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A team of British researchers has announced the results of test cultivation of a blight-resistant potato - a transgenic creation featuring a "gene isolated from a wild relative of potato, Solanum venturii, and introduced by GM methods into the potato variety Desiree".

For three growing seasons from 2010-12, scientists from the John Innes Centre and Cambridge University's Sainsbury Laboratory grew 600 GM Desiree plants which - thanks to the gene Rpi-vnt1.1 from their South American cousin - displayed robust resistance to late potato blight.

The trials took place inside a "securely fenced area" at the John Innes Centre in Norwich, where adjacent non-GM Desiree and Maris Piper plants were left to their fate.

GM and non-GM potatoes in the trial, with the latter wiped out by potato blight

August 2012: GM Desiree plants (left) in rude health, while their non-GM counterparts look a little the worse for late potato blight

Described here as "one of the most devastating plant diseases", late potato blight is caused by the fungus-like organism Phytophthora infestans. It was partly responsible for Ireland's "Great Famine" between 1846 and 1851, and has persistently fought attempts to control it.

The team notes that Northern European potato farmers "typically spray 10–15 (and up to 25) times per year to control late blight". It says: "Plants harbouring late blight resistance genes may only require sprays for late blight towards the end of the season, which will reduce the associated costs and environmental impact substantially."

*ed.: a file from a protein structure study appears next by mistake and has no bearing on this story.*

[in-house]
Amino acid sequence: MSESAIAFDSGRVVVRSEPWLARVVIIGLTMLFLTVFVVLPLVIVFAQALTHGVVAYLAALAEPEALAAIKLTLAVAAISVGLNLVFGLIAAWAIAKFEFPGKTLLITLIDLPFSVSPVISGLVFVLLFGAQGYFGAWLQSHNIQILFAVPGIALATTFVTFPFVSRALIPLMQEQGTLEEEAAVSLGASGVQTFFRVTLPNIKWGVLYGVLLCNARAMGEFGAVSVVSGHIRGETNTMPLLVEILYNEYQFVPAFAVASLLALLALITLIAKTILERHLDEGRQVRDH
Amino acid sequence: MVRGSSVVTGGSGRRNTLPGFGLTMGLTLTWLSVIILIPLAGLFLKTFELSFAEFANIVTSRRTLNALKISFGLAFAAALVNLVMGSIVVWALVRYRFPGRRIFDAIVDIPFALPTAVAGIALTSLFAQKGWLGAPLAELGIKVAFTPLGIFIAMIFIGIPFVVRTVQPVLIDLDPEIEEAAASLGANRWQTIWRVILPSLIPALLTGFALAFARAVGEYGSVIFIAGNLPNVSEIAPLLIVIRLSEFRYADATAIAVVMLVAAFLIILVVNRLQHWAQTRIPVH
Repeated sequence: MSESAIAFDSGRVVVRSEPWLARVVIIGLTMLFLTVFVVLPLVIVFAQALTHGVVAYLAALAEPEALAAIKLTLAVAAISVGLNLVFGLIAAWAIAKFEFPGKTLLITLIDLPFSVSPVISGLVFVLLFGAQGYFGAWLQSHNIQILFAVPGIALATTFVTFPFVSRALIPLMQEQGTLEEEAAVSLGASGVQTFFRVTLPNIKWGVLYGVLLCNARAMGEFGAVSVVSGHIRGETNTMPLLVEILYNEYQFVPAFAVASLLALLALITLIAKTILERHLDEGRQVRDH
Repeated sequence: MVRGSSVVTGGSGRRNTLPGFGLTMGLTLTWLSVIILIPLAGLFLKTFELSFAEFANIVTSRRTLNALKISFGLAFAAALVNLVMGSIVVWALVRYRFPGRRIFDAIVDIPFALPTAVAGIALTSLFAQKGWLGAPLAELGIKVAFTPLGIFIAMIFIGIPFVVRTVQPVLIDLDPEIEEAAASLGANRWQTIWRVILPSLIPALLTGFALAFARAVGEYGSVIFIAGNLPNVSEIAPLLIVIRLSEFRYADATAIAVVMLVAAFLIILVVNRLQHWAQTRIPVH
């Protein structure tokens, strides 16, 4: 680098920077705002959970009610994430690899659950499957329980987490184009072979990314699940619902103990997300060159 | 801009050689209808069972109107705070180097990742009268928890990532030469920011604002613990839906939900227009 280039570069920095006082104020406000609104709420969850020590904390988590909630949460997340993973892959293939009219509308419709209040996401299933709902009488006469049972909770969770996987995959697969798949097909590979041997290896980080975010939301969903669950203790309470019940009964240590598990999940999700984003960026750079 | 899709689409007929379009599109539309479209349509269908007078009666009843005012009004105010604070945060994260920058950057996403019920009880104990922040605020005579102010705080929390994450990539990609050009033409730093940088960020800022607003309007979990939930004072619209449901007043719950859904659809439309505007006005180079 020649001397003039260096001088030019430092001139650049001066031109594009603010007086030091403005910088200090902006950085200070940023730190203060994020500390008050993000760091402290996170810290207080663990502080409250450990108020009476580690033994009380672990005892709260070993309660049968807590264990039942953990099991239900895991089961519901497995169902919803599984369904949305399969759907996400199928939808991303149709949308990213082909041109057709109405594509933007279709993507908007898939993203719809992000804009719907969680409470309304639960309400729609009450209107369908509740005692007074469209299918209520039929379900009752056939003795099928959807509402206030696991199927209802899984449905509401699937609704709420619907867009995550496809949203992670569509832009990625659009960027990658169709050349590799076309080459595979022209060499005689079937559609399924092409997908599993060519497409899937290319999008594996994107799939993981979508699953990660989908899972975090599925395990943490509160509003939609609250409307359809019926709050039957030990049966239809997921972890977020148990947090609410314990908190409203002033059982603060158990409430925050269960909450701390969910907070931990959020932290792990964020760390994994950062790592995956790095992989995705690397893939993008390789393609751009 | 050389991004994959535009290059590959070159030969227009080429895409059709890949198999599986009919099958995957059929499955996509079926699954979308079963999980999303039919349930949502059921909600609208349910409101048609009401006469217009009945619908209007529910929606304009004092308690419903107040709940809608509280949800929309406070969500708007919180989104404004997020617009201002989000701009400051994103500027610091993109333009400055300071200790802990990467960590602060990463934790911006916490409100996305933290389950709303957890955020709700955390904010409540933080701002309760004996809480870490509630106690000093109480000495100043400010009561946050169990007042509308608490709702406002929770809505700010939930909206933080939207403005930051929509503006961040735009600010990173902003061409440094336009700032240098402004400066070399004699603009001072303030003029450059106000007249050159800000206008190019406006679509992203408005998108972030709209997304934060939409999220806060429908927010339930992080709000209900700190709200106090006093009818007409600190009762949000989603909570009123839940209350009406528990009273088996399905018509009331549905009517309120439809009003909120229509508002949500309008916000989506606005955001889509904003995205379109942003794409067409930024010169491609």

The alternative line of attack - to use Rpi genes from resistant wild potato relatives - is not new. The researchers note: "Breeders have typically introduced one Rpi gene at a time from wild relatives into cultivated potato. Each introduction is laborious and slow, and so far has resulted in an Rpi gene that is overcome by new P. infestans races in less time than it took to breed the new variety that contains it."

The scientists believe they can now build on their apparent success by "stacking" (combining) "multiple Rpi genes on one DNA construct" to mount a multi-pronged genetic defence against blight.

The ultimate success of this transgenic spud depends on various factors outside scientific control. EU approval is required before farmers here can reap the benefits, something which could take eight to 10 years, lead scientist Jonathan Jones of the Sainsbury Laboratory told the BBC.

The US market might see the GM Desiree on the shelves "within a couple of years", thanks to a licensing deal with Simplot. Professor Jones lamented: "I think it is unfortunate that American farmers are going to benefit from the fruits of European taxpayers' funded work way before Europeans."

In the end, though, the consumer will decide. Liz O'Neil, director of campaigning group GM Freeze, said: "Is anyone really going to grow, sell or buy genetically modified potatoes?

"The law says that they will have to be labelled GM. Experience shows that the UK doesn't want GM in its shopping basket, and British farmers are far too smart to grow something they can't sell." ®

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